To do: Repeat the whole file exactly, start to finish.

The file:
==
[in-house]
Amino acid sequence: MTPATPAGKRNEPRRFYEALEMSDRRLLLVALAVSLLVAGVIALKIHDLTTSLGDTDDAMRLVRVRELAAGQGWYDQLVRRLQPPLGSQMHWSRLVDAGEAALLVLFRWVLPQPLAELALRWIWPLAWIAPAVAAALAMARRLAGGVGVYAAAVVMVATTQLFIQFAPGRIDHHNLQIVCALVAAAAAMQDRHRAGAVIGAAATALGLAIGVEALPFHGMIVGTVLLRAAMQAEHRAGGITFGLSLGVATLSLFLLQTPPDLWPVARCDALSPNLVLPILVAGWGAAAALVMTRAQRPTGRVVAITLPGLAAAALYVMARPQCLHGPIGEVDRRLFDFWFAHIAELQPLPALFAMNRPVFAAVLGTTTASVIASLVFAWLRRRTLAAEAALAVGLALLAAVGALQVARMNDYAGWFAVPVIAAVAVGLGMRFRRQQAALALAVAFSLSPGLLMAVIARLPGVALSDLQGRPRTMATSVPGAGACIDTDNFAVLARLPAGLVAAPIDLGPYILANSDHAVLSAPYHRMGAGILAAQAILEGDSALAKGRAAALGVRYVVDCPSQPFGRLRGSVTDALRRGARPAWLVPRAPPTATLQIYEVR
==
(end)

[in-house]
Amino acid sequence: MTPATPAGKRNEPRRFYEALEMSDRRLLLVALAVSLLVAGVIALKIHDLTTSLGDTDDAMRLVRVRELAAGQGWYDQLVRRLQPPLGSQMHWSRLVDAGEAALLVLFRWVLPQPLAELALRWIWPLAWIAPAVAAALAMARRLAGGVGVYAAAVVMVATTQLFIQFAPGRIDHHNLQIVCALVAAAAAMQDRHRAGAVIGAAATALGLAIGVEALPFHGMIVGTVLLRAAMQAEHRAGGITFGLSLGVATLSLFLLQTPPDLWPVARCDALSPNLVLPILVAGWGAAAALVMTRAQRPTGRVVAITLPGLAAAALYVMARPQCLHGPIGEVDRRLFDFWFAHIAELQPLPALFAMNRPVFAAVLGTTTASVIASLVFAWLRRRTLAAEAALAVGLALLAAVGALQVARMNDYAGWFAVPVIAAVAVGLGMRFRRQQAALALAVAFSLSPGLLMAVIARLPGVALSDLQGRPRTMATSVPGAGACIDTDNFAVLARLPAGLVAAPIDLGPYILANSDHAVLSAPYHRMGAGILAAQAILEGDSALAKGRAAALGVRYVVDCPSQPFGRLRGSVTDALRRGARPAWLVPRAPPTATLQIYEVR